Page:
In 1827 Babbage was confronted, in less than six months’ time, by the deaths of a son, his father, and his wife. Abandoning his Difference Engine, still unfinished, he retreated to Europe. During his travels he was introduced to many of Europe’s leading scientists and learned that he had been appointed to the Lucasian chair at Cambridge, the professorship that had once been held by Newton.
Babbage returned to England invigorated and filled with new ideas. He first became involved in the reform movement and stood for election to Parliament twice as a Liberal or Whig. He lost both times and turned from politics back to scientific projects. From the notes he made while visiting machine shops and factories he wrote a book titled On the Economy of Machinery and Manufactures (1832), which was probably his most influential work during his lifetime. It took the economic ideas of Adam Smith and updated them to the machinery age. The book showed not only how machines might be used in industry but how they might be used most economically.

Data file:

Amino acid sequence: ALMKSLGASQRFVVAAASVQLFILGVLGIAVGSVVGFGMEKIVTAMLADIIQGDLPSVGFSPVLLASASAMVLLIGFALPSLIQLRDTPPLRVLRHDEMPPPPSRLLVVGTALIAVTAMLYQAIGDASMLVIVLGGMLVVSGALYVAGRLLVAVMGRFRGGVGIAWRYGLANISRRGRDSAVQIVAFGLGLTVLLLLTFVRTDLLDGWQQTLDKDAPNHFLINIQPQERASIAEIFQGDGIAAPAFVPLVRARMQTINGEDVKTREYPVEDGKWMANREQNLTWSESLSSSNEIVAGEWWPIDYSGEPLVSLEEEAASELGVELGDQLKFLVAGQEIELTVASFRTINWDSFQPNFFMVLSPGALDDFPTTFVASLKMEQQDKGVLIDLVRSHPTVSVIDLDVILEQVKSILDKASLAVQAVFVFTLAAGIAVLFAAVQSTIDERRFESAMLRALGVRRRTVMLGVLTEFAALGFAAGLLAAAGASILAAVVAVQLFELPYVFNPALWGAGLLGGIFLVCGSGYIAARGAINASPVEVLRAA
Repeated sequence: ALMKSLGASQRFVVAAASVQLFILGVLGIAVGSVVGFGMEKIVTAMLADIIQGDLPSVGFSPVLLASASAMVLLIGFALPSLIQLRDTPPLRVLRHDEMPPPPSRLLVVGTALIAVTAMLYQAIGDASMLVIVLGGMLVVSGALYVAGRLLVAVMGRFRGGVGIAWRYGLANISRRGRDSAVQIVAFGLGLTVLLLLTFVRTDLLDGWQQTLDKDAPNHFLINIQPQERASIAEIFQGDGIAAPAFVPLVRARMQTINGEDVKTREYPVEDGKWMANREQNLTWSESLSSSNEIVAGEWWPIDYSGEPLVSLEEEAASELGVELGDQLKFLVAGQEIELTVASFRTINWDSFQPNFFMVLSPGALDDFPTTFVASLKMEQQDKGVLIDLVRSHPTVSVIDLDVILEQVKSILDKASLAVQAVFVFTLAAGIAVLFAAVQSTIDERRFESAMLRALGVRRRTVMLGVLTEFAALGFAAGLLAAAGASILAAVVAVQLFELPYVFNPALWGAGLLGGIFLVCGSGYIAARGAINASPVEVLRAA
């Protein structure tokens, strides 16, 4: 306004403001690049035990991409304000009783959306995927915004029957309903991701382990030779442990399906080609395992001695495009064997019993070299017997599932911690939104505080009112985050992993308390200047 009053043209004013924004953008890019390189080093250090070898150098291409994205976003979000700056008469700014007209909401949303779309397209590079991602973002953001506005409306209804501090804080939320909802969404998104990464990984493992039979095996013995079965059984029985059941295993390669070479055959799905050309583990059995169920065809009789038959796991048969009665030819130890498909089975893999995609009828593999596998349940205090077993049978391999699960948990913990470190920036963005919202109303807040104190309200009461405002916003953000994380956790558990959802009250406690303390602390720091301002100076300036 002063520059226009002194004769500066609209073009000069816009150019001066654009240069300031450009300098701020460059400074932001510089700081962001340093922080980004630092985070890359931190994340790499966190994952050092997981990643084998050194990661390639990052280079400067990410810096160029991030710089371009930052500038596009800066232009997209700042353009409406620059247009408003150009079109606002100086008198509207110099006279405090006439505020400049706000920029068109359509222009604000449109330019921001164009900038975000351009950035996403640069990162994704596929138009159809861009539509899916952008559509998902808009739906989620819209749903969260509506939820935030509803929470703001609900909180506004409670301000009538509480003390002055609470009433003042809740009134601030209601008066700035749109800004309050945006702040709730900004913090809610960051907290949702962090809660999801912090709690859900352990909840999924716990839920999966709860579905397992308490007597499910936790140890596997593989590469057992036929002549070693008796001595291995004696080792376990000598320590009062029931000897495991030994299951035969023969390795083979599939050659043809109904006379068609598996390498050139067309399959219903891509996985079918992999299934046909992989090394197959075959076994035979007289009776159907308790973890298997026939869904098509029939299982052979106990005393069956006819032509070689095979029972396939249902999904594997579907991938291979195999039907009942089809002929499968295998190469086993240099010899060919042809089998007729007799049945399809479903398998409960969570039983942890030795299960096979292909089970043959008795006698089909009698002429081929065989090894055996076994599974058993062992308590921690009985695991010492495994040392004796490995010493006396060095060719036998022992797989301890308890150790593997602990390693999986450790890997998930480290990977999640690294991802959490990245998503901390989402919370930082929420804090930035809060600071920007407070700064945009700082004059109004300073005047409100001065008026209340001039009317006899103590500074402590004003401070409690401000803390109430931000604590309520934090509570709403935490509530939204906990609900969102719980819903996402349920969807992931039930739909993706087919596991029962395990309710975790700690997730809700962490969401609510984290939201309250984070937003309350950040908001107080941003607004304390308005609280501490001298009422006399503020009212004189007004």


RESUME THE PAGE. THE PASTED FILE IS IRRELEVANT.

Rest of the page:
Most of Babbage’s economics ideas were based upon the division of labor. He recognized that the division of labor could be applied not only to physical tasks such as manufacturing but also to mental tasks such as the computation of a trigonometry table. Furthermore, he recognized that the division of labor allowed factory owners to reduce the cost of manufacturing by assigning each individual task to the least expensive laborer capable of handling that task. This insight became one of the foundations of industrial management.